The Mystery of Edwin Drood by Charles Dickens opens with a dark, menacing tone as the characters are introduced as sharing a bed inside a horrible, little room that serves as an opium den. The man, a Lascar, a Chinaman, and a haggard woman are atop the bed under the influence of opium. As the waking man arises from the bed, the tone switches to one of aggression when he grabs the man by the throat. An air of mystery is also evident in chapter one as the reader has yet to have a clue about the man's identity or why he is in the opium den. The chapter ends with the man entering a cathedral.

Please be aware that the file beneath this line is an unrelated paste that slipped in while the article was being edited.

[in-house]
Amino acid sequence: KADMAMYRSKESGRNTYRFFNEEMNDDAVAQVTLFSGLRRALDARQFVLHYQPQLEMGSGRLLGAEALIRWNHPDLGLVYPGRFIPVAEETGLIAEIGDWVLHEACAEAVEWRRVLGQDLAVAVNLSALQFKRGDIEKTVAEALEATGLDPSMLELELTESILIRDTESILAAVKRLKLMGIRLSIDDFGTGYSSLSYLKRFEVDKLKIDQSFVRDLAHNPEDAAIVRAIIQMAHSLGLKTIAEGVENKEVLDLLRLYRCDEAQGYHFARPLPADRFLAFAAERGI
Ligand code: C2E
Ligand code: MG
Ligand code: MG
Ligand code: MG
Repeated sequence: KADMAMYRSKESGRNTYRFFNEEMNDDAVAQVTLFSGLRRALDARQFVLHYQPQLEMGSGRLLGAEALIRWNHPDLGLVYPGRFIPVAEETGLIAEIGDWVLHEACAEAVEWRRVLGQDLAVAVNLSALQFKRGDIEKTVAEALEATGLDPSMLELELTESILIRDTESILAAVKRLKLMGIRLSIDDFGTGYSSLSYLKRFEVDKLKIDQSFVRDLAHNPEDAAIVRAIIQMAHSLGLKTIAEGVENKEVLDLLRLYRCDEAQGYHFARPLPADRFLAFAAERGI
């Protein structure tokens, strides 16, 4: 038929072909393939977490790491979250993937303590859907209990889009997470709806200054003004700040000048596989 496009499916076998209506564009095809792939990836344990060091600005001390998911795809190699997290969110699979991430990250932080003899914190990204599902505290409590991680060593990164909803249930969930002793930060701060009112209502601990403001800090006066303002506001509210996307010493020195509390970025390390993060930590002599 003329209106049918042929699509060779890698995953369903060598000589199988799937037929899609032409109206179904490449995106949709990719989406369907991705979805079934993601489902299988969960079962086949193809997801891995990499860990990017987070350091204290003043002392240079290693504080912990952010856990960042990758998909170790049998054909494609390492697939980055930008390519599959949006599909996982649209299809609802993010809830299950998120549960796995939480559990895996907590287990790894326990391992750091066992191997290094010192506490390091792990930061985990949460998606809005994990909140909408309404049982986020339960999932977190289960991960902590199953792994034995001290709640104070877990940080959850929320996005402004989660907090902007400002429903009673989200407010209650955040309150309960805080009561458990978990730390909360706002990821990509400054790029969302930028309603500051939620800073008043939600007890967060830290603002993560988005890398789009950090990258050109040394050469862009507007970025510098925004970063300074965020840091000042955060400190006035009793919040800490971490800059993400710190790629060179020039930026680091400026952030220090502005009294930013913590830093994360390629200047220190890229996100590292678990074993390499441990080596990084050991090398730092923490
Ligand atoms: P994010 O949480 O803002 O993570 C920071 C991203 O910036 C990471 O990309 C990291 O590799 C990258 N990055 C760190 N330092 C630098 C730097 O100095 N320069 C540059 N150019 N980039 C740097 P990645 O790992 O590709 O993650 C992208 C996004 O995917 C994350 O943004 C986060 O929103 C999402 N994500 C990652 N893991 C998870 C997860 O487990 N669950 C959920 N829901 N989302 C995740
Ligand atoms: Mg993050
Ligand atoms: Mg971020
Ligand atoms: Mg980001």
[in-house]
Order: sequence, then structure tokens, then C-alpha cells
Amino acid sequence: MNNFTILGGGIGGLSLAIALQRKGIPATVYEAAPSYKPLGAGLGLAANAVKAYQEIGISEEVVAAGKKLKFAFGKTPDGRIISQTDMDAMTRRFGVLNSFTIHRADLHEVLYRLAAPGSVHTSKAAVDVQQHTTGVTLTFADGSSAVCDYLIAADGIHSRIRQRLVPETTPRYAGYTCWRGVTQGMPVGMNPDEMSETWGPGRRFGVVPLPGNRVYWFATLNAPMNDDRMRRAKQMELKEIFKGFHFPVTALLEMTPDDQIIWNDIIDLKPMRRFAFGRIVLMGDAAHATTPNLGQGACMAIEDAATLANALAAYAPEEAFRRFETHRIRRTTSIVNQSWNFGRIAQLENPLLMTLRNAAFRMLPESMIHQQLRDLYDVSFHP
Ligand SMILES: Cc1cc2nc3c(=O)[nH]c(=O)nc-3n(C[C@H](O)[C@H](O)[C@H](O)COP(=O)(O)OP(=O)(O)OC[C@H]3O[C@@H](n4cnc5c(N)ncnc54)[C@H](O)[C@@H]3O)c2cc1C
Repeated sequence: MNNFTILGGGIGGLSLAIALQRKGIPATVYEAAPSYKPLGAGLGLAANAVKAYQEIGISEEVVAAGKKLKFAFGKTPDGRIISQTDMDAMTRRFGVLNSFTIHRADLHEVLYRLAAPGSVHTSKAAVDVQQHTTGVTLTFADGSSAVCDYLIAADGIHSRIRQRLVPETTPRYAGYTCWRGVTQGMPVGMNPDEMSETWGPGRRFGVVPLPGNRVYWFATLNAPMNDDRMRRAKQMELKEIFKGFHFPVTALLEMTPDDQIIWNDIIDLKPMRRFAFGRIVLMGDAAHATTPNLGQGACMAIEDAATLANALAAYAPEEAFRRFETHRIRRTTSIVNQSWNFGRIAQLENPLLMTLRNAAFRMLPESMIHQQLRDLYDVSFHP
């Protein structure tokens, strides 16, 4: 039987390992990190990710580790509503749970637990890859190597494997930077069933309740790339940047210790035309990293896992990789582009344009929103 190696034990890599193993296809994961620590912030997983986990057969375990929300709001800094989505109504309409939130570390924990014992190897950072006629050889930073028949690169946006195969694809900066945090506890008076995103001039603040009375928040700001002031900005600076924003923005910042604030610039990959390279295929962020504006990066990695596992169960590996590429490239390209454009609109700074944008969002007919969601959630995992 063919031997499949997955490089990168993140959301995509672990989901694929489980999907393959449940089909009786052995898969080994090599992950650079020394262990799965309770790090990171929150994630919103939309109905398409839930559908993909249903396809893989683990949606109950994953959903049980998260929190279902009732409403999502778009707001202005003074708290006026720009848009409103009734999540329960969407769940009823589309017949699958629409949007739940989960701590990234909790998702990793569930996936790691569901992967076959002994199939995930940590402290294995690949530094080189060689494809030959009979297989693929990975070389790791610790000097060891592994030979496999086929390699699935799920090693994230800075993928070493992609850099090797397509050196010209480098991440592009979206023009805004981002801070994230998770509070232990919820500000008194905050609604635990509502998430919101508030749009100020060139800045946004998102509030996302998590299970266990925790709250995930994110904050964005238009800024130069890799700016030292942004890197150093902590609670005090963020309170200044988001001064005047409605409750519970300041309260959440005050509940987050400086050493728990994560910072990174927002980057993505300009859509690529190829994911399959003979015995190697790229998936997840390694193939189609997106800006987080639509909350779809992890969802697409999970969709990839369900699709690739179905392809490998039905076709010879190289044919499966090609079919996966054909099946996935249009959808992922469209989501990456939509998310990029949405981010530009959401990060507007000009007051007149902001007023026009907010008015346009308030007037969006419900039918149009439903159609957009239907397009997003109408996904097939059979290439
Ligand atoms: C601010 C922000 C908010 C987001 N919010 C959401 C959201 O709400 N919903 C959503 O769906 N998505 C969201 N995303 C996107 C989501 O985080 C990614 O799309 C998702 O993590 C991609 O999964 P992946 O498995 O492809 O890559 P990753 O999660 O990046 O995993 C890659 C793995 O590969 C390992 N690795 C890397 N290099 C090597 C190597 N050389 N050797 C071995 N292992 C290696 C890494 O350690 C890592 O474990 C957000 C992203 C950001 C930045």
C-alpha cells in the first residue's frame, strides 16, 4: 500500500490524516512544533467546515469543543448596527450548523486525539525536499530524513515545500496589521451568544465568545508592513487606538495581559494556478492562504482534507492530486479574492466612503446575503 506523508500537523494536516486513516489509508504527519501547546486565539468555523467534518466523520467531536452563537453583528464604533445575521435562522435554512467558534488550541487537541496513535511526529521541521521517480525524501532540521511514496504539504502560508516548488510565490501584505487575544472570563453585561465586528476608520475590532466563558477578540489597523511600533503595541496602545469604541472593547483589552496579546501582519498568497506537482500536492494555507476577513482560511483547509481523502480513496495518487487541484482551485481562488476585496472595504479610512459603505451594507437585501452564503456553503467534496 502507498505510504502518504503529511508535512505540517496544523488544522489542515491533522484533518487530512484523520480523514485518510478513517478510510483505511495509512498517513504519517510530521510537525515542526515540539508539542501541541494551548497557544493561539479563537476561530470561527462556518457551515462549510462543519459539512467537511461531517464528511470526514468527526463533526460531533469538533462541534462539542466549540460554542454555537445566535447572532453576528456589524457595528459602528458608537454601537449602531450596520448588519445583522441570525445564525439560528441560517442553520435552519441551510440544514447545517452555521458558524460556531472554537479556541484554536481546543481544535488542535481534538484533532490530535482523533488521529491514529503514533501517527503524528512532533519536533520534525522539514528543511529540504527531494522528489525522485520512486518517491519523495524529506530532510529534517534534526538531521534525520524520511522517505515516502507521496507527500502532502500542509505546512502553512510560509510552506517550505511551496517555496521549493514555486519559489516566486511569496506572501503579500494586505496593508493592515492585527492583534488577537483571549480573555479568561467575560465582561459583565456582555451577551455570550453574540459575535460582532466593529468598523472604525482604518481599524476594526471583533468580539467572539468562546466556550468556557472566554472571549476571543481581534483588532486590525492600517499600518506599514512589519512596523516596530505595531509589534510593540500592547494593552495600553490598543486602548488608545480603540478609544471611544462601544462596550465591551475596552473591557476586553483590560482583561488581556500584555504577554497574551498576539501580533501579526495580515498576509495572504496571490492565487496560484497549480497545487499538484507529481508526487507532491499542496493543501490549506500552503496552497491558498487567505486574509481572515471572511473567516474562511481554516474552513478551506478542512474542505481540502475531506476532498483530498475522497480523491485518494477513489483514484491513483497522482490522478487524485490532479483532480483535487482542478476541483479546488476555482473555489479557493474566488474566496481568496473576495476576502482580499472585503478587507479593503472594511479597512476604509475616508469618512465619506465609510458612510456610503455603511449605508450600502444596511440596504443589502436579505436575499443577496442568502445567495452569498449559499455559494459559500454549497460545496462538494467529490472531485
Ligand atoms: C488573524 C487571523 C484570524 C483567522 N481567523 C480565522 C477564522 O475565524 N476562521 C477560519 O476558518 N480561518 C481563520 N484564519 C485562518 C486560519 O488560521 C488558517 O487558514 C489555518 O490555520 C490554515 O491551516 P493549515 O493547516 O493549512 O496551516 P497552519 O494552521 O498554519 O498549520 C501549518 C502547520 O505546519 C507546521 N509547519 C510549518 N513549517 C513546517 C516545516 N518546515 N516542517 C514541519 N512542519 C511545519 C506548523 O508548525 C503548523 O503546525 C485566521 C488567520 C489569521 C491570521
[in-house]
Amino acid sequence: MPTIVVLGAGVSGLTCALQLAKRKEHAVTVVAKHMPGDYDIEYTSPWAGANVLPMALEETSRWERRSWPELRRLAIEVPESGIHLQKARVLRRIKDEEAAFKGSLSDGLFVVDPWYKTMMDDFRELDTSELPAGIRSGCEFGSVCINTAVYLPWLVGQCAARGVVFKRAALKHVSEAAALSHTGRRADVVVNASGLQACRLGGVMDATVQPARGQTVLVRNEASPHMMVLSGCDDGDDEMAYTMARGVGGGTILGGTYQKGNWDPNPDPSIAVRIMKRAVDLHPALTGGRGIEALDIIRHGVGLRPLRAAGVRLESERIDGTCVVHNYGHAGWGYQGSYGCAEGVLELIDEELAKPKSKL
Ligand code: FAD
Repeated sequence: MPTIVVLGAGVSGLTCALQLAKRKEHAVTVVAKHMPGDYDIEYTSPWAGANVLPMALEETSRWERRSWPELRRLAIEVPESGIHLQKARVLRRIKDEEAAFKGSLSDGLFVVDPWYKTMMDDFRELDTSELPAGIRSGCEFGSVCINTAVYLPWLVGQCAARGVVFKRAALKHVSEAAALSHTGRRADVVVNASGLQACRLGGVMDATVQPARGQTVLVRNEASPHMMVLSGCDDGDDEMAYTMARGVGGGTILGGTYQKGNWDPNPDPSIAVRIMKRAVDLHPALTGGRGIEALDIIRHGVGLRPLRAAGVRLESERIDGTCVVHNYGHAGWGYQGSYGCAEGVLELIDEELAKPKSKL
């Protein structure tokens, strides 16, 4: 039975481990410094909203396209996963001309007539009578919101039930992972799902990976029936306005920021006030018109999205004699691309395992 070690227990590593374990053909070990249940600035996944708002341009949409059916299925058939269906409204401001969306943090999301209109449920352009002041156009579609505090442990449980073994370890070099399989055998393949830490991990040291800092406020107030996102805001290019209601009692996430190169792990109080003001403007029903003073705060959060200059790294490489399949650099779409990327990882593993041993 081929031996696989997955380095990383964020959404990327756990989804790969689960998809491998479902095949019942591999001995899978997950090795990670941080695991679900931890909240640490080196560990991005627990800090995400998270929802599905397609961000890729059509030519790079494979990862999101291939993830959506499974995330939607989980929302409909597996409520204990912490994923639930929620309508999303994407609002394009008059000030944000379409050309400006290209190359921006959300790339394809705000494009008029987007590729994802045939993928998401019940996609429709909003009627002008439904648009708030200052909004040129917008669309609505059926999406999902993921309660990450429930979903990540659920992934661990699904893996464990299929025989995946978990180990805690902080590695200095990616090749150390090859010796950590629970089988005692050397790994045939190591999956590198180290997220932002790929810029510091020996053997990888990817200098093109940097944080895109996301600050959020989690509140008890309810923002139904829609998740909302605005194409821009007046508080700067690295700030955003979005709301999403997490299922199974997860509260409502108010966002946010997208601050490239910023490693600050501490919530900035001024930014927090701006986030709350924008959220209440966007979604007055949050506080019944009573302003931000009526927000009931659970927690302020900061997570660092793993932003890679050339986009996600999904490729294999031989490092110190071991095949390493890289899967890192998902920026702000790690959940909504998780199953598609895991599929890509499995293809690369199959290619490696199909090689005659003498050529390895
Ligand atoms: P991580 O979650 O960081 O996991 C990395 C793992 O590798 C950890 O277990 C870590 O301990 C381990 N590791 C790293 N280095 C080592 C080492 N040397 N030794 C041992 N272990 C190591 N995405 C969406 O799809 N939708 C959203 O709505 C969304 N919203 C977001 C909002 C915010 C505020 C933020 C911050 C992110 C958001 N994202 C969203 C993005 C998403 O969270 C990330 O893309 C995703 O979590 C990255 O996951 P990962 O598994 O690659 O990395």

Dickens uses a metaphor, a comparison, of the man's opium induced vision of a rusty spike on a cathedral to the rusty spike on the bedstead, linking the deplorable condition of the room to religion. As well, Dickens paints a dark picture of religion later on in the chapter when "the choir are getting on their sullied white robes" (paragraph 20). One would expect the white robes of a choir to be fresh and clean, unsullied. Dickens also employs simile, another comparison, in describing the man watching the haggard woman: he sees "the spasmodic shoots and darts that break out of her face and limbs, like fitful lightning out of a dark sky" (paragraph 13). Lastly, parallelism is used, the repetition of structure, when the man "arrives among them, gets on his own robe, and falls into the procession filing in to service" (paragraph 20).